“San Antonio has enjoyed almost eight inches of rainfall this year to date,” Brenton Weaver, owner of All Seasons Grounds Care said. “The normal is usually less than five inches by the end of March. To take advantage of this benefit, it’s important to home and business owners take special care of their lawns.”
Weaver said good lawn care and grounds keeping begins with considering the soil, type of grass and unique environmental conditions of each location.
“Lawns and locations are not the same in San Antonio,” he said. “Each is unique depending on a variety of things like the type of grass, soil, slope, shade, and even location in the area. It is critical to tailor the maintenance and schedule for each lawn and garden according to its compatibility with the local conditions and drought-resistance.”
“Having the perfect lawn means so much more than just cutting the grass,” he added. “It takes proper regular watering, fertilization, weeding, and animal pest control to ensure that your landscape is green and fresh all year ’round, especially with San Antonio’s temperamental climate.”
“If you have Buffalo grass for instance, you don’t have to water it as much, but you certainly have to maintain weed control,” Weaver observes. “The weed control requires knowledgeable use of pre-emergent herbicides. This type of grass is better in the western parts of San Antonio because we experience lower rainfall here.”
“It is important to preserve and protect our environment.”
“We see a good deal of Bermuda grass of course and it requires more frequent cuts and at lower heights,” he added. “Bermuda tolerates traffic well if it is taken care of properly. Although it goes dormant during droughts, it will come back strong if it’s in full sun conditions.”
Bermuda grass seed is considered “common Bermuda” but there are selections such as Cheyenne and Sahara that are improved varieties selected for superior color and finer blades. They are at least three times more expensive than the regular seed.
Zoysia grass has some of the same characteristics of Bermuda grass and has better shade tolerance. Weaver says zoysia grass is “tighter” than Bermuda or Buffalo and better at resisting weeds. Many of All Seasons clients have zoysia grass because it is a hard variety to care for.
“Zoysia is tough,” Weaver said. “Especially if you are trying to mow it with your common lawnmower. We use very sharp rotary and reel blades to get the best results.”
“Many lawns in San Antonio consist of St. Augustine grass. It grows fast, is shade tolerant and fairly easy to mow. But the problems most homeowners face is due to the fact that it is not really adaptable to San Antonio as far as our alkaline soil and water conditions. They experience the most disease, insects damage and iron chlorosis. If you are going to have St. Augustine, I recommend the Floratam variety, especially in San Antonio where we have chinch bugs and brown patch fungus.”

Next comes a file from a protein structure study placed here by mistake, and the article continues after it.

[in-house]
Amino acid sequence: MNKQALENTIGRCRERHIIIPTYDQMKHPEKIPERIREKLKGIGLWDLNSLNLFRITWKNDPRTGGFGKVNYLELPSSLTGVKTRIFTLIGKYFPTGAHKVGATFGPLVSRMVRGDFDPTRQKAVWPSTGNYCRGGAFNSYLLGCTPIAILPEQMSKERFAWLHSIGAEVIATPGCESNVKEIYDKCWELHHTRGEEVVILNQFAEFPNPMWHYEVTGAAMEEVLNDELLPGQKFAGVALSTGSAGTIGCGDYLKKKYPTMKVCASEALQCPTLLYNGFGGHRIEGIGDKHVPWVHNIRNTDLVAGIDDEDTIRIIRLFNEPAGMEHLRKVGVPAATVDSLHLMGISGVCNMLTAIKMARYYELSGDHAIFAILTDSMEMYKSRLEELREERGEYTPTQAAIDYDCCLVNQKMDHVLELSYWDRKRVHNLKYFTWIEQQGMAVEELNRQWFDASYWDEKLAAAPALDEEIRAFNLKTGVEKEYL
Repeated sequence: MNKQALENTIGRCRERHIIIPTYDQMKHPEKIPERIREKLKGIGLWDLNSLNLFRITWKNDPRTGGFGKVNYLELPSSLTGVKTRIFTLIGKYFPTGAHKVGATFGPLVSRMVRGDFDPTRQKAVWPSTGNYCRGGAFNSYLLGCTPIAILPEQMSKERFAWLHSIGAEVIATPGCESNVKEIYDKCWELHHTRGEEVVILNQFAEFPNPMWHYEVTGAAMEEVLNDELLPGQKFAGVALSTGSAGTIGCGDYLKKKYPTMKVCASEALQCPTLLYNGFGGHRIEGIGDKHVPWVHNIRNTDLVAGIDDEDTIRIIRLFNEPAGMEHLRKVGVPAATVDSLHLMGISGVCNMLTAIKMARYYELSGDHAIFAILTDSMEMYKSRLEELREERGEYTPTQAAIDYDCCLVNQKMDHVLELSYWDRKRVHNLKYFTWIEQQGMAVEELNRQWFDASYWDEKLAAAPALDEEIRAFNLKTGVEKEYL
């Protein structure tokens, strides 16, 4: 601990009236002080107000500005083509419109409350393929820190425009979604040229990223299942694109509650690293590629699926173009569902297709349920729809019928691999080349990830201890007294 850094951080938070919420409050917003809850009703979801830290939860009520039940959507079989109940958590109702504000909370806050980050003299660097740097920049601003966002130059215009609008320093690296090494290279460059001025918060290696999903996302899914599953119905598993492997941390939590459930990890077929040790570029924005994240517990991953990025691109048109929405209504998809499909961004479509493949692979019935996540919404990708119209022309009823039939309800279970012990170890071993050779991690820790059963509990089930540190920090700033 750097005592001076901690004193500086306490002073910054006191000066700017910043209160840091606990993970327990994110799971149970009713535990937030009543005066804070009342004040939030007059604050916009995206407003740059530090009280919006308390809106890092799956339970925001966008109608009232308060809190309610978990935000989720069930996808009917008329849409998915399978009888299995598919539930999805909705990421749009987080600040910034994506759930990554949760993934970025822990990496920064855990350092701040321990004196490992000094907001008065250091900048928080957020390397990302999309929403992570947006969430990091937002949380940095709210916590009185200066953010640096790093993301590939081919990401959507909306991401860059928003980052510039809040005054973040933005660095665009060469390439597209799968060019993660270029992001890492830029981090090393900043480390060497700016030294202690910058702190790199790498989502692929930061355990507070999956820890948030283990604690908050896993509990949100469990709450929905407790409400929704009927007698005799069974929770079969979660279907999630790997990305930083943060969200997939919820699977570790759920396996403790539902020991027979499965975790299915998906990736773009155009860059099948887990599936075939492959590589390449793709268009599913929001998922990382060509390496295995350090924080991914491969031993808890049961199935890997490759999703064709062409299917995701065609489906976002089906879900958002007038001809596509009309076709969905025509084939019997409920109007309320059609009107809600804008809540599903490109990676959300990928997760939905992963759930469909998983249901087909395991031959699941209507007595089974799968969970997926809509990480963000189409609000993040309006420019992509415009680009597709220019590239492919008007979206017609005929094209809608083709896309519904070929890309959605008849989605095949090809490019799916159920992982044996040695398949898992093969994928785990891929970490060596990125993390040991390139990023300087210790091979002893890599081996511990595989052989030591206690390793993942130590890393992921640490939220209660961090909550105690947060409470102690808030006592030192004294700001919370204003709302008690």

THE PERFECT LAWN
When asked how does one have a perfect lawn with San Antonio conditions, Weaver smiled and scratched his head.
“The key to what you are asking is ‘perfect’ lawn,” Weaver replied. “The absolute best way is to use research-proven techniques that we know are successful. It is important to preserve and protect our environment. Our best methods include composting to improve maintain soil, proper mowing, effective irrigation methods that conserve water and using plant materials that are less susceptible to insects and diseases.”
SPRING TIME SCHEDULE
Weaver said All Seasons Grounds Care is going into the busy seasons and recommends a spring schedule with emphasis on:
“It’s not too late, but it is critical to apply a pre-emergent herbicide to prevent sandburs and soil insecticide, especially if you have experienced grubs and chinch bugs in the past. Mowing and other spring time work begins.”
“Mowing is serious business in San Antonio in April. Schedule it now.” He recommends these schedules: St. Augustine at to 3 inches tall, Bermuda to 1.5 inches, Zoysia to 2 inches tall and Buffalo grass to 5 inches. Mow frequently enough that only one-third of the grass blade is removed at every mowing. Once per week is usually sufficient.
“It’s also time for pruning various trees and bushes, especially fruit trees. It’s good to control height to better reach and harvest the fruit. It’s good to plant potatoes now and it is the last chance to plant cool weather vegetables such as onions, lettuce, carrots, broccoli, cabbage, kale and beets. Preparing the soil is key. Snapdragons stocks, petunias and other cool-weather annuals will begin their spring bloom period soon. Pansies and cyclamen will continue their bloom. After we have mowed the lawn two times, it is time to fertilize the lawn. We use slow-release lawn fertilizer.”
“We endorse weekly watering based on SAWS (San Antonio Water Systems) recommendations. It is important to keep the lawn mowed to reduce the amount of weeds that will come out in the winter.”
“June is when we apply the second application of pre-emergent herbicide to prevent sandburs. We also apply a soil insecticide to keep the grubs and bugs away.”
All Seasons Ground Care serves the greater San Antonio area. They can be reached at (210) 286-2252. Click their website here.